If you’re considering using a surrogate or egg donor, you need to know if it’s right for you. Although there may be unfamiliar medical procedures during the process, every test and medication helps ensure your surrogate’s safety and boost your chances of success at having a family.

The medical professionals on your team will monitor and advise you at every step of the process.

It’s important to seek out a reputable and professional surrogacy medical team to help you determine your goals and preferences. Individuals are unique, so the process is different for each person and situation. Your medical team can give you a more detailed idea of what your journey to becoming a parent through surrogacy and will look like before you commit to a contract.

Celebrity Infertility, Gestational Surrogacy and the Vanity Stigma

Sarah Jessica Parker & Matthew Broderick, their then 7-year old son James and twins Marion & Tabitha Broderick delivered via gestational surrogate in June 2009.
Within the past year, Jimmy Fallon and his wife, MSNBC host Melissa Harris-Perry, The View host comedienne Sherri Shepherd, veteran songwriter and former American Idol Kara DioGuardi all openly shared that they were blessed with babies using a gestational carrier.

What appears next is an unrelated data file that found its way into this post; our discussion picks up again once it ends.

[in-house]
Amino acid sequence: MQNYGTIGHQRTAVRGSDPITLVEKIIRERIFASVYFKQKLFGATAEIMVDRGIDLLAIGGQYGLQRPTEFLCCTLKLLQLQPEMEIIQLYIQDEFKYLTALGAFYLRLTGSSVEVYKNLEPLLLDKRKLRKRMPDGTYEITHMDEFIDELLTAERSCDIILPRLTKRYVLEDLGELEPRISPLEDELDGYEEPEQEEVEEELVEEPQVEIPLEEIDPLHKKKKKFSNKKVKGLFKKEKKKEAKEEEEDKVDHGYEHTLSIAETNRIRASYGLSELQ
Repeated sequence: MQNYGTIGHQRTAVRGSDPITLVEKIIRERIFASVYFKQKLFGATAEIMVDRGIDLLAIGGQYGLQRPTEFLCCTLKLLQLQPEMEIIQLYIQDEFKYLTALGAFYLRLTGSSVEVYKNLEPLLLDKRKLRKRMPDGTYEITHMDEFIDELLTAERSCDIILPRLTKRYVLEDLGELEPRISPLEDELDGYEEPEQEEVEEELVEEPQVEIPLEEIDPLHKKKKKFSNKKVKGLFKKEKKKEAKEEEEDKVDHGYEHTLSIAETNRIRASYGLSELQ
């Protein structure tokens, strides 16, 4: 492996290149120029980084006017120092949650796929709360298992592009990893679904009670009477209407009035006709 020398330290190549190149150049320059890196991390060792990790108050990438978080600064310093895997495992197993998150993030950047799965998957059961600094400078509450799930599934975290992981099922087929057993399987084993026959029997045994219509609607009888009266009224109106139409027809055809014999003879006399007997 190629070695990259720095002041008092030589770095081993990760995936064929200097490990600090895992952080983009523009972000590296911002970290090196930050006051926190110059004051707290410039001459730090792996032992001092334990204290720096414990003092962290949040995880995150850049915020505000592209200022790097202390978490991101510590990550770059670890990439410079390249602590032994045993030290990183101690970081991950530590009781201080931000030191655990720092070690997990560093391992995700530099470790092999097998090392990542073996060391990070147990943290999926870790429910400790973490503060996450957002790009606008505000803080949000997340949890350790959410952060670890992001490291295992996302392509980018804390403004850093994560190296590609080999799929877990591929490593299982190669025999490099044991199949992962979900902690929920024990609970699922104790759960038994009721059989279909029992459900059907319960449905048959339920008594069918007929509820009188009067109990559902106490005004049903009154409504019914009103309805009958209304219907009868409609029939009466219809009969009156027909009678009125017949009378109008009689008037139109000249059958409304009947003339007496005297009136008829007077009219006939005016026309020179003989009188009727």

Different women have varying reasons for choosing this method to give birth but most are health related. Celebrity women are no different.
 
Like DioGuardi  E! Entertainment hostess Giuliana Rancic suffered through infertility, several failed in vitro fertilization attempts and at least one miscarriage before opting on a gestational carrier. The surrogate pregnancy of their son Edward Duke was the subject of her Style channel reality TV show Giuliana and Bill





Camille Grammer, the ex wife of Kelsey Grammer and Real Housewives of Beverly Hills reality TV star reportedly suffers from irritable bowel syndrome which prevented her from being able to carry her own kids and forcing her to bring her two children, Mason and Olivia, into this world via a carrier.





Elizabeth Banks’ two kids were birthed via gestational surrogate. Her recent child was just birthed last November.

And before Nicole Kidman finally settled on a carrier given her advanced maternal age, she had two miscarriages trying to conceive the traditional way. 

After having her first child “naturally”, Sarah Jessica Parker struggled to conceive again and turned to surrogacy to deliver her twin girls in 2009.  

After 7 years of failed attempts to conceive, actress Angela Bassett and husband Courtney Vance welcomed twins Brownyn and Slater in 2006.